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Jim Thompson Farm celebrates Isan’s culinary delights and sustainable eating culture

Sustainability is so hot right now, and if there is one agro-cultural destination you should check out this season, it is this one: Jim Thompson Farm in Nakhon Ratchasima. From December to January, the space is opening up to visitors for a showcase of the region’s natural beauty, and an exemplary farming practice devoted to the sustainable conservation of Isan’s culinary heritage.

Themed ‘Zap Nua Huamuan’ (which loosely translates to “so pleasingly tasty it’ll make you burst into laughter and joy”), the space consists of attractions and activities revolving around the local food scene. Celebrating Isan’s rich and deep-rooted traditions and rural way of life, guests are invited to explore a number of pavilions, each inspired by a different aspect of the region’s eating culture.

Jim Thompson Farm

Against a backdrop of the Phrayaprab hills, the Lam Sam Lai reservoir, and a charming pumpkin patch, visitors to the Jim Thompson Farm will be greeted by bright pink florals and a seemingly endless field of sunflowers. Here, they will get the chance to explore an organic fruit and vegetable orchard, and admire art installations by renowned Thai artist Pinnaree Sanpitak.

Furthermore, anyone with an interest in organic dining, foraging and folk cuisine, can take part in workshops outlining traditional and sustainable practices, as well as the benefits of eating and cooking local. There will also be a selection of Isan favourites ready to sample, from kaeng hed ra-ngok and kaeng hed poh, to om waii, soup nomai, and mok pla yon.

Jim Thompson Farm

Blending food with art, the Jim Thompson Farm also boasts playful installations inspired by the region. A garden of pickled fish jars lies at the heart of the ‘Isan Village’ attraction, as well as a gigantic mortar and pestle with a slide, as a somewhat oversized culinary playground (definitely one for the ‘gram). ‘The Mats and The Pillows’ is a further installation created by Pinnaree Sanpitak, featuring mats made of thread waste and combined with traditional khit pillows crafted in Maha Sarakham. For those who would like to try their own hand at traditional crafting, there is also a wicker workshop, whereby visitors can learn to make palm-leaf models of Isan’s most popular insects.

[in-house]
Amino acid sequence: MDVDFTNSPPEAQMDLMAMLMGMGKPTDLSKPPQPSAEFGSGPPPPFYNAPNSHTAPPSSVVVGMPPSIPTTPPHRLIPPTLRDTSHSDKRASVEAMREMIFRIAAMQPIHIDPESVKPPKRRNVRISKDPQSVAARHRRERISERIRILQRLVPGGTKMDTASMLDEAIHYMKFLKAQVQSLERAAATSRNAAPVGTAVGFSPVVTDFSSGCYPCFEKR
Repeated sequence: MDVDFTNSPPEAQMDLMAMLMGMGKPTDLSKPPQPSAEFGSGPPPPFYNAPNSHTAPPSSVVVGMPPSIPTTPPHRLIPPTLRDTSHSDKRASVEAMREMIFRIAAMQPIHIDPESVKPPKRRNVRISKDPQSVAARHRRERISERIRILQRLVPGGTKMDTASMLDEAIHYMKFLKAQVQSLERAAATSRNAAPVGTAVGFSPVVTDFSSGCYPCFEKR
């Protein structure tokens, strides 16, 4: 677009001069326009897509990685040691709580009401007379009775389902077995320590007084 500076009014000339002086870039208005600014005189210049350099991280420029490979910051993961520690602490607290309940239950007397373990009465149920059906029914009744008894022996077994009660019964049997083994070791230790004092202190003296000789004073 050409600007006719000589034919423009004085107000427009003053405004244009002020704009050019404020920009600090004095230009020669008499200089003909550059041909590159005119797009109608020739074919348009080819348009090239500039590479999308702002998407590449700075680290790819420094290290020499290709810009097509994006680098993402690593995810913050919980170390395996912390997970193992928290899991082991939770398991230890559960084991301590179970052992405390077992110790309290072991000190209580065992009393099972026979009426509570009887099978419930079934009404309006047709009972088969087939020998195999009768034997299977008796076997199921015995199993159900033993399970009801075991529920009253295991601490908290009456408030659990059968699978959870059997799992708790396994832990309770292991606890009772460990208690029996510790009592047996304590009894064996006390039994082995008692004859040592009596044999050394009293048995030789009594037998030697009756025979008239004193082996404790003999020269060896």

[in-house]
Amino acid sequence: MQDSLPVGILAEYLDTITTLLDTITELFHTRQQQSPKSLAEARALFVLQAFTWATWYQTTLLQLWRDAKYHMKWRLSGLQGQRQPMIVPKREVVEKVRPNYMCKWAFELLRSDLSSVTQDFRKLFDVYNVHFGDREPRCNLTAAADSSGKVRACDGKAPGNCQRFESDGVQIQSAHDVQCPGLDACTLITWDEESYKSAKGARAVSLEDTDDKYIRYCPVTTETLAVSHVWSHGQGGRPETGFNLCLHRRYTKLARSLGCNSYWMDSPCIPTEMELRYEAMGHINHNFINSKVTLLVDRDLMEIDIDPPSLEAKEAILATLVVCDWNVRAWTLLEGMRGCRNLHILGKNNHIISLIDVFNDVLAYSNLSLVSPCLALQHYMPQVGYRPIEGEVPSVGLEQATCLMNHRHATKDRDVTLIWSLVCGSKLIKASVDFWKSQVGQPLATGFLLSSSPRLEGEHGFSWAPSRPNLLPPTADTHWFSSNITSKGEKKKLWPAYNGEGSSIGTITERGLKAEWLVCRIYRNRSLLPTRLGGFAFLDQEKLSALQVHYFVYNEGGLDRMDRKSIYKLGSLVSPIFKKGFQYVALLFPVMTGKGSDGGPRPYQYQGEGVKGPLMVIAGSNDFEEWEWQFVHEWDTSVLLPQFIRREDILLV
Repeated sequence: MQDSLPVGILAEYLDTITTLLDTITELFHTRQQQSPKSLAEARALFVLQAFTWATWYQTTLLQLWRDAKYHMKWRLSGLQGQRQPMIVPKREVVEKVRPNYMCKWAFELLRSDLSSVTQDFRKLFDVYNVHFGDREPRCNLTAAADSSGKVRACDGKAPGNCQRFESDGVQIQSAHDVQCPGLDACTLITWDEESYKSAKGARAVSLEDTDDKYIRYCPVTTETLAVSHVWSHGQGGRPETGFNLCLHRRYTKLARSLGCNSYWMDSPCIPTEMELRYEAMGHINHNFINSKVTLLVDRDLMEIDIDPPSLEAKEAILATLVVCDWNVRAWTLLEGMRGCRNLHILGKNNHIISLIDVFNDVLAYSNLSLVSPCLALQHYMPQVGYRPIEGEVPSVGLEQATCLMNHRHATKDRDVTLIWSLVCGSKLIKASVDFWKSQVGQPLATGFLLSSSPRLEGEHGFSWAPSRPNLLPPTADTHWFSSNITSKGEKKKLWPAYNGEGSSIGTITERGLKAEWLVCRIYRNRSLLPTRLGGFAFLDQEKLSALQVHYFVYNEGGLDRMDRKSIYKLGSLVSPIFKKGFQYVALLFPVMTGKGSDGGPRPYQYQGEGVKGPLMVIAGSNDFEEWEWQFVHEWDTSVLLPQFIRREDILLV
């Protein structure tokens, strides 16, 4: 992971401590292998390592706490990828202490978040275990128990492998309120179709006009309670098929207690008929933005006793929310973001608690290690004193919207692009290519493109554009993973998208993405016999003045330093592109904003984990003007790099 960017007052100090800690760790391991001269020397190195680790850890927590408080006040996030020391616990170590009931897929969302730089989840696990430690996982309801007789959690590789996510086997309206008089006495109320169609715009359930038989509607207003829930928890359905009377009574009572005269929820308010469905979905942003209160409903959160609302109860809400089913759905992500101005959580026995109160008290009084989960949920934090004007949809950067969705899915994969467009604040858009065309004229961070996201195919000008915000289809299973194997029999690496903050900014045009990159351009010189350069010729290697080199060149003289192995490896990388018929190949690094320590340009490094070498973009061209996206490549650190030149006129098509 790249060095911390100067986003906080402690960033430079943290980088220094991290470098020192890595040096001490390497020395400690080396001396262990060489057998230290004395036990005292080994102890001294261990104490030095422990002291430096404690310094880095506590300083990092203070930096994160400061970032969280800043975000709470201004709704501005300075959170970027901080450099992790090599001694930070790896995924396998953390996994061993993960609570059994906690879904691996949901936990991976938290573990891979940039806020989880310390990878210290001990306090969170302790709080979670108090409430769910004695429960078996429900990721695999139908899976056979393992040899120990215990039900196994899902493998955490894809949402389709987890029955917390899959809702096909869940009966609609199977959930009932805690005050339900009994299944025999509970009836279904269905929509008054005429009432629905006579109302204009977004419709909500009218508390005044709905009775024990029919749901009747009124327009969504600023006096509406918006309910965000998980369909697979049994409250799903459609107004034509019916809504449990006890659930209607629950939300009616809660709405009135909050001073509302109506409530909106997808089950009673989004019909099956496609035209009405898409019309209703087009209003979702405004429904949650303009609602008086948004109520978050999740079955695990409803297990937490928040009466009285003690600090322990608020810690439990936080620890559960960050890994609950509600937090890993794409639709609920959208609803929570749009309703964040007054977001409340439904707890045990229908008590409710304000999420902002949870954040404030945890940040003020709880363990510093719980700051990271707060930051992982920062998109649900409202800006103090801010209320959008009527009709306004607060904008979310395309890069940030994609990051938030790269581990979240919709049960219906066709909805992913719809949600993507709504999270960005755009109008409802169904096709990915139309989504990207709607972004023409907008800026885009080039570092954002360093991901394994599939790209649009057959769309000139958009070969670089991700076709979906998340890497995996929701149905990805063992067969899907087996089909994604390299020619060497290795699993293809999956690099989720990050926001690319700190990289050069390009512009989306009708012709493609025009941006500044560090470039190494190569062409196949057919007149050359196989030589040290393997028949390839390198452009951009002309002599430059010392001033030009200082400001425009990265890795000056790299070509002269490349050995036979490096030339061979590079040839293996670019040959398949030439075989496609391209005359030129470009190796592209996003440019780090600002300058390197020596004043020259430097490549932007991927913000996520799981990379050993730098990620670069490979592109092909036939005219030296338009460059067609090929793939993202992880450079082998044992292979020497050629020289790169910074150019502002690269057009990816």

Jim Thompson Farm

Of course, no visit to the Jim Thompson Farm would be complete without an opportunity to witness the iconic Jim Thompson silk production. Beginning with an exploration of the life cycle of silk worms, guests will be able to witness the production of elegant silk fabrics, from the reeling and yarn bleaching, through to the natural dyeing and weaving.

End your day with a boat ride or a massage and traditional herbal wellness indulgences, before enjoying a meal at Jim’s Market. With a basket full of fresh organic fruit and vegetables to take home, it’s a full day of Thai agriculture and a testament to the Isan art of eating and living sustainably.


Jim Thompson Farm, Takob Sub-district, Pak Thong Chai District, Nakhon Ratchasima, +66 2 762 2566. The Farm Tour 2018 is open daily from 09:00-17:00 until Sunday 6 January 2019.

Lisa Gries
Creative Content Director, Bangkok
Lisa loves to travel, and is always on the lookout for the world’s best nap spots. She’s a serious Asian art history nerd, and has a knack for languages and coffee table books. She hopes to publish her own novels one day, one of which will likely be called ‘All The Great Conversations I Had In A Bangkok Speakeasy.’ It’s a work in progress.